More than 50 million people in the United States suffer from an autoimmune condition, while cancer affects up to 9 million and heart disease up to 22 million.
78% of autoimmune sufferers are women.
Autoimmunity is in the top 10 leading causes of death for women under the age of 65.
There are several different types of autoimmune disease, including rheumatoid arthritis, multiple sclerosis (MS), Hashimoto’s disease, lupus, type 1 diabetes, psoriasis, and more. Symptoms of autoimmune disease vary by individual, are diverse, can affect the entire body, and range in severity from mild to severe. What exactly is autoimmunity and how should it be treated?
What are Autoimmune Diseases?
The immune system is a complex and highly effective system for identifying and eliminating potential hazards including infections, toxins, and damaged tissue. When a foreign substance enters the body, your immune system references a catalog of all the invaders that you have come into contact with and what happened. In this way, it can tell if something is dangerous or harmless. For threatening substances, your body creates unique weapons for that particular invader—antibodies.
Autoimmunity is a miss-response of the body’s disease-fighting system against its own healthy cells rather than against an infection or unhealthy cells (tumor).
Autoimmunity develops when your immune system is fighting a potential threat—allergens, toxins, infections, or even foods—and fails to recognize the differences between the foreign substance and your own body. Mistaking itself for something harmful, your body begins attacking itself.
Different Organs Same Disease Process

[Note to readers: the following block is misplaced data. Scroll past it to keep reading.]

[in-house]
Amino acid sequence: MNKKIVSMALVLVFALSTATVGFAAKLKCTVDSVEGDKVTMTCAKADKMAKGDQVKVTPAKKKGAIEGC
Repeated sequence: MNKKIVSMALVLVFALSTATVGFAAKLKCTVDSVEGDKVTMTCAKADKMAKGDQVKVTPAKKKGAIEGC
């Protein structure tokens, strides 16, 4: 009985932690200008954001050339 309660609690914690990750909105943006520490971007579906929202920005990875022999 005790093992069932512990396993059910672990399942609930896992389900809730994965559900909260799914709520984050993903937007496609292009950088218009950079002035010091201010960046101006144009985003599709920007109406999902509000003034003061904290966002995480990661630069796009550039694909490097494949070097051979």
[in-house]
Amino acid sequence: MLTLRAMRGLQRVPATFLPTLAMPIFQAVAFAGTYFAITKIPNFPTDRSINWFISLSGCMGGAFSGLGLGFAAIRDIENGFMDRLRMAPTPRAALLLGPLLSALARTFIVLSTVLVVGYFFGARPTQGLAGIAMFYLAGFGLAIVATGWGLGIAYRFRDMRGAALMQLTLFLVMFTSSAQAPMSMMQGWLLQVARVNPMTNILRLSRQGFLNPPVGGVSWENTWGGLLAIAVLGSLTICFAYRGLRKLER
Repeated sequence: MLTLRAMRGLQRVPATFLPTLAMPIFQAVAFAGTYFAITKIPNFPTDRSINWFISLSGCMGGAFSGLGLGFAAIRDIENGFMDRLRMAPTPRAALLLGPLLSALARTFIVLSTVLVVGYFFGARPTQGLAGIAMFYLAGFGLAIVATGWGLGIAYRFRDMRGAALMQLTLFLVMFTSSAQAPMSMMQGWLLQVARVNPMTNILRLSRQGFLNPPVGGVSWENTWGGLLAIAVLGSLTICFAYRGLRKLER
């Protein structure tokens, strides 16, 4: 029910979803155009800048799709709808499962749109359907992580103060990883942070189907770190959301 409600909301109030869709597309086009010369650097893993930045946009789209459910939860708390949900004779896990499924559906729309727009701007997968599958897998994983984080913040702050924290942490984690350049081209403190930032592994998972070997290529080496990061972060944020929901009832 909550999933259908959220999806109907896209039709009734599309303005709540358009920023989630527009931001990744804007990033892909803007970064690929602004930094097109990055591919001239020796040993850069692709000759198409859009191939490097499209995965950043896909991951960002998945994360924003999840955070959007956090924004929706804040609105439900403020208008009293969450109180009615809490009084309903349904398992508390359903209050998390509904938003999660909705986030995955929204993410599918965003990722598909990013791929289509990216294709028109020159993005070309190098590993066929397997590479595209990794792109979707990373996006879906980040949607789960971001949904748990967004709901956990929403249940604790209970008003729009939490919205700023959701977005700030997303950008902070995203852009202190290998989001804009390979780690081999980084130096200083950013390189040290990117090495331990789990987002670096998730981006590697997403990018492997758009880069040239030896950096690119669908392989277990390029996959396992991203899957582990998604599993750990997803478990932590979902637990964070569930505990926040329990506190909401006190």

Although there are many different types of autoimmune diseases affecting many different organs, all autoimmune disease is caused by systemic inflammation [link to inflammation tag] which triggers an immune reaction where body attacks itself.
How Does Autoimmunity Develop?
There are many different triggers and combinations of triggers that kick start the autoimmune process. While there are common patterns, each autoimmune disease—like each patient—is unique.
Autoimmunity is triggered in patients with one or more of the following:
- Genetic predisposition—someone in your immediate family or many people in your extended family also suffer from autoimmunity. Importantly, genes must be “turned on” by their environment. Common environmental factors are listed below.
- Chronic inflammation from unresolved food sensitivities—Certain food proteins cannot be digested by your gut and trigger an immune reaction. The gluten protein found in wheat is highly correlated with incidence of autoimmunity. Dairy and egg sensitivities are also common though slightly less.
- Severe or chronic infection—Foreign organisms invade your body and your immune system struggles to win the fight, weakening your immune system over time. Yeast overgrowth (Candida), Epstein-Barr virus (mononucleosis), and herpes simplex virus (cold sores or genital herpes) are common culprits.
- Toxic overload—Toxins from the environment or exposure to heavy metals like mercury overwhelm your body.
- Mycotoxin overload—Excessive exposure to mycotoxins found in molds can weaken your immune system.
Many doctors will tell you that autoimmunity is mostly (or entirely) genetic and that it’s a lifelong condition. This is not true. Autoimmunity can be stopped and contained with functional medicine.